Grow a Cutting Garden for Beautiful Bouquets
Follow expert cutting garden advice for a thriving and successful plot full of blooms that is perfect for at-home flower arrangements.
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Why You Should Plant a Cutting Garden
Growing a cutting garden is a pretty pastime that saw a significant boost in popularity in the early days of the pandemic—and growing cut-flower gardens is poised to stay. Follow the advice from a Midwest-based master to become a cutting garden pro. Jamie Rohda is the owner of Harvest Home Flowers in Waverly, Nebraska, a farm growing specialty cut-flowers for nearly 25 years.
“A cut-flower garden is not meant for looks but for harvesting,” Jamie says. “Whereas a flower garden meant for the landscape is laid out for the benefit of being viewed, a cut-flower garden’s purpose is to provide the owner with a continuing array of flowers to be harvested and used for floral display.”
That’s not to say a cut-flower garden can’t be aesthetically appealing; it’s just not the primary intent of this type of space. To keep this goal in mind, Jamie finds that it’s best, to situate a cut-flower garden where it is the least visible. The temptation to leave it for viewing is not as great.
Check out the prettiest cutting garden flowers to grow.
Picking Plants for a Cutting Garden
Before choosing flowers for any cutting garden, Jamie suggests that you ask yourself questions to set yourself up for success:
- What amount of sun does the garden get? Will it be best to plant sun-loving flowers, or will this be a partially shaded garden?
- What are your personal likes and dislikes?
- What skills do you have? Is this your first time planting a garden, or do you already have some growing experience?
- How much growing space do you have?
- What climate zone are you in?
Jamie prefers to choose what she calls “cut and come again” blooms, which are “annual types of flowers or flowers that can be planted multiple times throughout the season for the beginning grower, as they give you the most reward for your effort.” Some of her go-to favorites include zinnias, ageratum, tall verbena, sunflowers, celosia, cosmos, gomphrena, dianthus and cut-flower types of marigolds.
Jamie says, “With the addition of some perennials that may already be in the grower’s landscape, these can provide an ongoing array of cut flowers for the entire season.”
Annuals vs. perennials — what is the difference?
Designing a Cutting Garden
In terms of what grows well together, the most important thing to consider is size. “I think as long as the size is considered, almost anything works,” Jamie says. “Of course, you don’t want to grow 5-foot-tall sunflowers in with 18-inch ageratum.”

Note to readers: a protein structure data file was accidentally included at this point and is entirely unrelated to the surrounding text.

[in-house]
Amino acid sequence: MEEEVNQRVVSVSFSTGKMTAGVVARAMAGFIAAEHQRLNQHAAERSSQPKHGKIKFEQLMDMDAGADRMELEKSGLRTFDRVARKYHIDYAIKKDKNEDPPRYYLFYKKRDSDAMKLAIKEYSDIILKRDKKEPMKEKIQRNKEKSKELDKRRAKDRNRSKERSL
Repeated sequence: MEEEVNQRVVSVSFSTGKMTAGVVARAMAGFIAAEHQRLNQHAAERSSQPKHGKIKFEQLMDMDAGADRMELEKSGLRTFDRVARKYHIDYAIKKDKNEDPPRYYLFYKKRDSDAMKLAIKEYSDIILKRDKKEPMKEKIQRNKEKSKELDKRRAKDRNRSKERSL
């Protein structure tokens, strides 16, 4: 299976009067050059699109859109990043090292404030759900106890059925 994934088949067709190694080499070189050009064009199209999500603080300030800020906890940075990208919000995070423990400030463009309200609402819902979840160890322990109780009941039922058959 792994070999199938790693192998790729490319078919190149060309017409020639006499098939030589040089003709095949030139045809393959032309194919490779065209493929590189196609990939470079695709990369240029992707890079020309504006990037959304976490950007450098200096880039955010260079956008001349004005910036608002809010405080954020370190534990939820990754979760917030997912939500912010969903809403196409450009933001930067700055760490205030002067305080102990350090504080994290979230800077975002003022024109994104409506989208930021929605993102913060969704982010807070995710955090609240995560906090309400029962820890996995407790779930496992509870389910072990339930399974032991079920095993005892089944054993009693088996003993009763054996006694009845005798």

Sunlight and water availability are the two most important things to consider when designing a cut-flower bed. Jamie says that most easy-to-cut flowers thrive in full or nearly full sunlight, so plan accordingly.
Also, if you live in an area where you need to irrigate, that should be a major consideration during the planning process. She adds one more design note in terms of functionality: “Harvesting is easiest when the garden is laid out in a nice straight bed about 3 feet across.” So aim for that when creating a layout.
Maintenance Tips for Cutting Gardens
Once you have everything planted, maintenance is crucial, so your hard work doesn’t go to waste. For lifestyle blogger, content creator and avid gardener Kate Knowles of Kate Knowles Home, who started multiple cut-flower gardens from seed in 2021, that means visiting the garden beds almost every morning to check on things.
“Watering is my least favorite chore, so installing a drip irrigation system in our garden beds that waters everything on an automatic timer has made that chore so much easier,” Kate says. “I found a video on YouTube from Garden Answer that shows the exact parts you need and instructions on installing it yourself. It wasn’t too hard to figure out, and our garden benefits from consistent watering.” Kate enjoys maintaining her three cut-flower beds (one dedicated to David Austin roses) with her three sons as a fun family activity.
Check out the top 10 flowers for harvesting seeds.
How to Harvest from Your Cutting Garden
Finally, proper harvesting is essential when working on any cut-flower garden. Jamie suggests planning your flower harvest based on temperature. “In the cool of the morning or evening is the first place to start,” she says. Be sure to have the proper tools.
“A very sharp knife is the best way to harvest cut flowers, but if you’re uncomfortable with that, then a good pair of sharp snips will work,” she says. “Those with a bypass-type blade (not an anvil type) will give you a good clean cut that allows the flower to drink when put in water.” Cut at an angle while harvesting or arranging, Jamie says, as this will expose the most surface area so the stem can draw up water.
Kate likes to keep the seed packets for each flower in her cut garden available, as many contain harvesting instructions for optimal vase life. “Each flower has its own harvesting instructions, and usually it’s best to do it in the mornings when it’s not as hot outside,” she says.
And the best part of a cutting-flower garden? The fresh blooms, of course. The options for using fresh flowers are limitless, but Jamie shares a few favorites. “I personally love just a few stems on my kitchen windowsill to enjoy or a collection of vases with one variety in each vase. Of course, a big mixed bouquet is always great for the dining room table! And having fresh flowers to give to a friend is always delightful for both the giver and the receiver.”
Learn how to arrange fresh-cut blooms from your cutting garden like a pro.
Best Blooms for Cutting Gardens
- Breadseed poppies
- David Austin English roses
- Iceland poppies
- Shirley poppies
- Sweet peas
Next, learn how to grow a pollinator garden.